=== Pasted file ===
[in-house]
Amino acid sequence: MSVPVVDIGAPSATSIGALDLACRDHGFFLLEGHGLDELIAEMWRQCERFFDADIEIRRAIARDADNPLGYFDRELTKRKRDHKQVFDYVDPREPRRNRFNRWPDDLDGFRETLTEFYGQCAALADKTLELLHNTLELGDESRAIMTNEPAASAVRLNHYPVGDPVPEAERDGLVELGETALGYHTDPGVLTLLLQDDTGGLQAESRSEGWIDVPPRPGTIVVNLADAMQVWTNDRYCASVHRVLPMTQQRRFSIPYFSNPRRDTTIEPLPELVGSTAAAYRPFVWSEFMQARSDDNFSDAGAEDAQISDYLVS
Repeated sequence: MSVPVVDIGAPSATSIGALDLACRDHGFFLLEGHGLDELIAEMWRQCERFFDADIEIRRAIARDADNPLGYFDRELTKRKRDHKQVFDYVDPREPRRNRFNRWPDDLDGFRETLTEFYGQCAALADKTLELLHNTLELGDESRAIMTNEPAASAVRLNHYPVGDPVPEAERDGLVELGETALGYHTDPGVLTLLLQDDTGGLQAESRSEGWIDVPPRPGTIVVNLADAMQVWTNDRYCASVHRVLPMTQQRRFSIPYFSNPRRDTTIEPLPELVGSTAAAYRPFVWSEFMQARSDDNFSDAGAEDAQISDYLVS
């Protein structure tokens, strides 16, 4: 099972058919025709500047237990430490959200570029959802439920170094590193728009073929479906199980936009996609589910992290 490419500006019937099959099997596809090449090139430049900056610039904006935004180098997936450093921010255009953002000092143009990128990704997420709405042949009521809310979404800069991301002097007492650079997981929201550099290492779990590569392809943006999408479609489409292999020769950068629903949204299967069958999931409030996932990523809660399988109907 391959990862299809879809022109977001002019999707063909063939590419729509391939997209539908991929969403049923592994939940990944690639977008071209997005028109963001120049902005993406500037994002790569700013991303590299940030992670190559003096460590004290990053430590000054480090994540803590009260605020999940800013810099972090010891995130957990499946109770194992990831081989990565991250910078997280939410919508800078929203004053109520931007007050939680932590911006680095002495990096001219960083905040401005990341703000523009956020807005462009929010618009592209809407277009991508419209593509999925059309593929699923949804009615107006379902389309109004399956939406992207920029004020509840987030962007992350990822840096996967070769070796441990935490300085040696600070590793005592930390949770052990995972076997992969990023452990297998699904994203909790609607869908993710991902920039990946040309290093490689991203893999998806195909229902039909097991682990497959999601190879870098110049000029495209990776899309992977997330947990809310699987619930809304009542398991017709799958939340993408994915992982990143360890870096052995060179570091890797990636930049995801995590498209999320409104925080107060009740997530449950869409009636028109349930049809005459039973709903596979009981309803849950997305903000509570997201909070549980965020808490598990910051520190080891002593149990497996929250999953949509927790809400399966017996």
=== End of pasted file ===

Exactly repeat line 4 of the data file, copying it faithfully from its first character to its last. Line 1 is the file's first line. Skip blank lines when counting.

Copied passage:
């Protein structure tokens, strides 16, 4: 099972058919025709500047237990430490959200570029959802439920170094590193728009073929479906199980936009996609589910992290 490419500006019937099959099997596809090449090139430049900056610039904006935004180098997936450093921010255009953002000092143009990128990704997420709405042949009521809310979404800069991301002097007492650079997981929201550099290492779990590569392809943006999408479609489409292999020769950068629903949204299967069958999931409030996932990523809660399988109907 391959990862299809879809022109977001002019999707063909063939590419729509391939997209539908991929969403049923592994939940990944690639977008071209997005028109963001120049902005993406500037994002790569700013991303590299940030992670190559003096460590004290990053430590000054480090994540803590009260605020999940800013810099972090010891995130957990499946109770194992990831081989990565991250910078997280939410919508800078929203004053109520931007007050939680932590911006680095002495990096001219960083905040401005990341703000523009956020807005462009929010618009592209809407277009991508419209593509999925059309593929699923949804009615107006379902389309109004399956939406992207920029004020509840987030962007992350990822840096996967070769070796441990935490300085040696600070590793005592930390949770052990995972076997992969990023452990297998699904994203909790609607869908993710991902920039990946040309290093490689991203893999998806195909229902039909097991682990497959999601190879870098110049000029495209990776899309992977997330947990809310699987619930809304009542398991017709799958939340993408994915992982990143360890870096052995060179570091890797990636930049995801995590498209999320409104925080107060009740997530449950869409009636028109349930049809005459039973709903596979009981309803849950997305903000509570997201909070549980965020808490598990910051520190080891002593149990497996929250999953949509927790809400399966017996």